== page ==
Republican Congressman Patrick McHenry, Vice Chair of the House Financial Services Committee, has introduced the “Financial Services Innovation Act of 2016,” which is intended to provide a streamlined regulatory process for innovative fintech products and greater certainty about compliance requirements.

The federal agencies covered by the bill include the CFPB, Federal Reserve, FDIC, NCUA, OCC, FTC, and HUD.  The bill would require each agency to publish in the Federal Register within 60 days of enactment and biannually thereafter a list that identifies 3 or more areas of existing regulations that apply or may apply to a “financial innovation” and that the agency would consider modifying or waiving if it received a petition as contemplated by the bill.  “Financial innovation” is defined as “an innovative financial service or product, the delivery of which is enabled by technology, that is or may be subject to an agency regulation or Federal statute.”

The bill contemplates that each agency would establish a “Financial Services Innovation Office” (FSIO) to support the development of financial innovations.  The FSIO would consider petitions from persons that offer or intend to offer a financial innovation and seek to enter into an “enforceable compliance agreement containing a modification or waiver of an agency  regulation or Federal statutory requirement under which the agency has supervisory or rulemaking authority with respect to the [petitioner] or a financial innovation the [petitioner] offers or intends to offer.”

While a petition is pending, the bill would create a safe harbor barring the agency from bringing an enforcement action relating to the financial innovation that is the subject of the petition.  The agency would be required to publish the petition in the Federal Register and provide a 60-day notice and comment period.  If the agency disapproves a petition, it would be required to provide the petitioner with a written notice that explains why the petition was rejected.

If a petition is approved, the petitioner would be able to enter into an “enforceable compliance agreement” with the agency that includes “the terms under which the [petitioner] may develop or offer the approved financial innovation to the public and any requirements of the [petitioner] and any agency with respect to the financial innovation.”  The agreement would also bar other agencies from bringing an enforcement action against the petitioner with respect to the financial innovation that is the subject of the agreement.  States would be barred from bringing an enforcement action if the petitioner has provided the state with a copy of the compliance agreement and a statement of policies and procedures the petitioner has in place to comply with applicable state laws.  Notwithstanding this limitation, the bill would allow a state to bring an enforcement action if a court were to determine “that the agency’s action was arbitrary and capricious and the financial innovation has substantially harmed consumers within such State.”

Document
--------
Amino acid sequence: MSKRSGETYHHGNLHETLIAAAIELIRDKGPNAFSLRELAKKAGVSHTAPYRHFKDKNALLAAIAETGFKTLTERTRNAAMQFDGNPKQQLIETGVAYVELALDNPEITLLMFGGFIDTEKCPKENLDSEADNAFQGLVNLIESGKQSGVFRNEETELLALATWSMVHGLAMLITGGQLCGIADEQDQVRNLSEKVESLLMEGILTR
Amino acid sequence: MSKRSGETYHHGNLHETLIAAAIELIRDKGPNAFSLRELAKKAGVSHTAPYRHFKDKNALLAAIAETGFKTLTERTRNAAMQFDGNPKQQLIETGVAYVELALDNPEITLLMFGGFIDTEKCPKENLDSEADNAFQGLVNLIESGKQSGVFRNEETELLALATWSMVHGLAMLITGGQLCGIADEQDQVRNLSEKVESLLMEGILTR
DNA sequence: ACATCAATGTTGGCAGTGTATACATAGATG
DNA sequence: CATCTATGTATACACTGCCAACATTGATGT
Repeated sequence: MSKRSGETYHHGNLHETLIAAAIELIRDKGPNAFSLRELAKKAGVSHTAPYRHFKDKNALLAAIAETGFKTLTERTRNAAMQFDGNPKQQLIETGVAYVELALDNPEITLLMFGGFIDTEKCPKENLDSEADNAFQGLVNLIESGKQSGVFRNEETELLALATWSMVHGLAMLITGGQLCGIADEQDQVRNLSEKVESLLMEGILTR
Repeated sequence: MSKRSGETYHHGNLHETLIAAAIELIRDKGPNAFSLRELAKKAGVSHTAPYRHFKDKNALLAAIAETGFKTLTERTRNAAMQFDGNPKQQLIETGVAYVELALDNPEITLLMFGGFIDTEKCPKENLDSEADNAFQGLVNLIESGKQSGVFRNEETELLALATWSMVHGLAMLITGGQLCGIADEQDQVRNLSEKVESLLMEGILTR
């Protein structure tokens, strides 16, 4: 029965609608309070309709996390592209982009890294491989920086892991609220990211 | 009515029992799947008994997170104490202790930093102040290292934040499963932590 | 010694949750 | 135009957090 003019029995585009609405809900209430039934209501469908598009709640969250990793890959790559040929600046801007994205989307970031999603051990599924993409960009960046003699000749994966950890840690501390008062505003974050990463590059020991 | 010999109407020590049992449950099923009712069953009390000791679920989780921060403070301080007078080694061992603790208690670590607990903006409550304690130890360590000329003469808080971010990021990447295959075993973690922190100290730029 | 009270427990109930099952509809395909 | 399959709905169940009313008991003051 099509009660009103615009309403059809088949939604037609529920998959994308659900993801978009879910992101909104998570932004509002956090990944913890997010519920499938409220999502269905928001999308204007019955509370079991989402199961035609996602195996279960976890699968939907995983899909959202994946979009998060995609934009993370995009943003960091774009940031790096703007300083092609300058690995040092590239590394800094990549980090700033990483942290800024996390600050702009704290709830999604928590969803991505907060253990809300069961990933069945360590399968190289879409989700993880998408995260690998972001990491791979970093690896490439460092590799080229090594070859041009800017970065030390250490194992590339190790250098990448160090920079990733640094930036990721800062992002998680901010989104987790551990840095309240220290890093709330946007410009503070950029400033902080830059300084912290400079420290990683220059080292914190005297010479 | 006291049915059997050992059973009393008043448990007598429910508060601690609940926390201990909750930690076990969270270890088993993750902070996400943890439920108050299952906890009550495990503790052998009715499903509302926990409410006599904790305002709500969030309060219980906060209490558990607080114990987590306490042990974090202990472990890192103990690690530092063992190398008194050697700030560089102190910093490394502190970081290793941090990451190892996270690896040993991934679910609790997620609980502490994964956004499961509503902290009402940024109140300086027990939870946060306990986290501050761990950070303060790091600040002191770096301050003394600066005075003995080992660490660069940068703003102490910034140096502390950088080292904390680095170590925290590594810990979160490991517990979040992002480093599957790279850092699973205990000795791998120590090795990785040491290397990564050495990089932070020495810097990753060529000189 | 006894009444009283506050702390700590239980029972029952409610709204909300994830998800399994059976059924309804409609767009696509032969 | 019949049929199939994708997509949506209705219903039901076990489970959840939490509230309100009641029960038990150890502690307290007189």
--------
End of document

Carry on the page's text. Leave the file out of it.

The bill does not appear to provide a safe harbor from civil litigation.  However, it provides that a petitioner “can elect to arbitrate any action initiated by another person relating to a financial innovation that is the subject of an enforceable compliance agreement.”  It is unclear whether this provision would trump the CFPB’s arbitration rule once it is final and effective.  Under the CFPB’s proposed rule, a class action waiver in an arbitration provision in a consumer financial services agreement would be invalid.

In November 2012, the CFPB launched “Project Catalyst,” an  initiative for facilitating innovation in consumer-friendly financial products and services.  Under Project Catalyst, the CFPB finalized a trial disclosure policy in October 2013 for exempting individual companies, on a case-by-case basis, from applicable federal disclosure requirements to allow those companies to test trial disclosures.  In February 2016, the CFPB issued a final policy statement on issuing “no-action” letters (NAL) for innovative financial products or services.  We have found the CFPB’s NAL policy to be lacking in many important respects.

By recognizing the need to create a more flexible regulatory environment for fintech innovations, Congressman McHenry’s bill appears to be a step in the right direction.